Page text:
On Miyako Island, the living is easy year-round. With its azure seas, beaches of dazzling white sand and an enviable climate that rarely dips below T-shirt temperature, this mellow, subtropical island in the far southwest of Japan feels like the ultimate get-away destination.

Located almost as close to Taiwan as it is to Okinawa’s main island, it is about as remote as you can get in Japan on a direct flight out of Tokyo. And for most visitors, that is its primary appeal: Once you’ve disembarked and transferred to your luxury resort accommodation, you can switch off and tune out the hassle and stress of life on the mainland.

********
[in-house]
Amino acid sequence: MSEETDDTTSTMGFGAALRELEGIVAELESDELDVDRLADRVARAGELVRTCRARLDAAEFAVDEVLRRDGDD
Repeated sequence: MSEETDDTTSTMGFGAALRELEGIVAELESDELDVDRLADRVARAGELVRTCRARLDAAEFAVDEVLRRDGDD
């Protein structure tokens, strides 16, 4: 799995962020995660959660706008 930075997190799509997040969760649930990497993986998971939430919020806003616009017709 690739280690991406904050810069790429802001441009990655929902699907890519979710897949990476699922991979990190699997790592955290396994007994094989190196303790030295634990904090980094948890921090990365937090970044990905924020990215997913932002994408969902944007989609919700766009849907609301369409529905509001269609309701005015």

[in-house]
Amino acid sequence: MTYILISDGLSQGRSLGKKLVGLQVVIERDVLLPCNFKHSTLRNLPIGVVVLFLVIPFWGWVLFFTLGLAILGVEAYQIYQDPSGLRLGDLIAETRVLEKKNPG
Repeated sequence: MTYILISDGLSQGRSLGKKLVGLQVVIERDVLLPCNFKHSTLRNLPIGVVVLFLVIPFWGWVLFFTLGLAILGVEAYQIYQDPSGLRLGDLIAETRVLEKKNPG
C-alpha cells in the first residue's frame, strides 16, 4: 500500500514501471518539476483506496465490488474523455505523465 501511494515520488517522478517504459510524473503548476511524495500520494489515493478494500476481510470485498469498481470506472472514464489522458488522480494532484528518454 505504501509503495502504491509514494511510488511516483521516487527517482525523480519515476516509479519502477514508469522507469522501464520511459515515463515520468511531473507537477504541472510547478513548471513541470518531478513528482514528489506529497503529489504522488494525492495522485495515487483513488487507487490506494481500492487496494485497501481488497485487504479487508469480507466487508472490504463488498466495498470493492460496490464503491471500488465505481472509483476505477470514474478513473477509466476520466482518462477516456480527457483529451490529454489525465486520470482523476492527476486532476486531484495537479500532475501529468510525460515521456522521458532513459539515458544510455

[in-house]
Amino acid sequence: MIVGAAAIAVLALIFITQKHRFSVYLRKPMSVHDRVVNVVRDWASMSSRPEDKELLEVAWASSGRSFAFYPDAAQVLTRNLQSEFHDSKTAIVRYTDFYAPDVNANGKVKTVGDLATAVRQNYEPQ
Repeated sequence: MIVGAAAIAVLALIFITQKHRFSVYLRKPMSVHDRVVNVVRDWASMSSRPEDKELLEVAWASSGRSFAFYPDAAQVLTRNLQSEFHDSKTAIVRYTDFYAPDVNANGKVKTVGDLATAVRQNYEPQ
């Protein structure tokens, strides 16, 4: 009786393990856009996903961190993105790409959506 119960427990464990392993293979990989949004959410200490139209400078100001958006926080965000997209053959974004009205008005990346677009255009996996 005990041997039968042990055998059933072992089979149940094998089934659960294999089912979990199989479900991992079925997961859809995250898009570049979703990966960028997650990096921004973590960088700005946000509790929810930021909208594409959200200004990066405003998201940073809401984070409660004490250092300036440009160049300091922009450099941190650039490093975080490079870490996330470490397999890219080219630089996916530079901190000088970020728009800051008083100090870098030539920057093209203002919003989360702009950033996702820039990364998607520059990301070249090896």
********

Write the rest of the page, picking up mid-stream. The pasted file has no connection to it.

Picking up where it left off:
However, at many hotels it’s all too easy to find yourself insulated from the local culture, not least Okinawa’s distinctive culinary traditions. Over the centuries, the island chain, once known as the Ryukyu Kingdom, developed its own cuisine, assimilating influences through a network of trading links with the Asian mainland, Southeast Asia and as far afield as Thailand.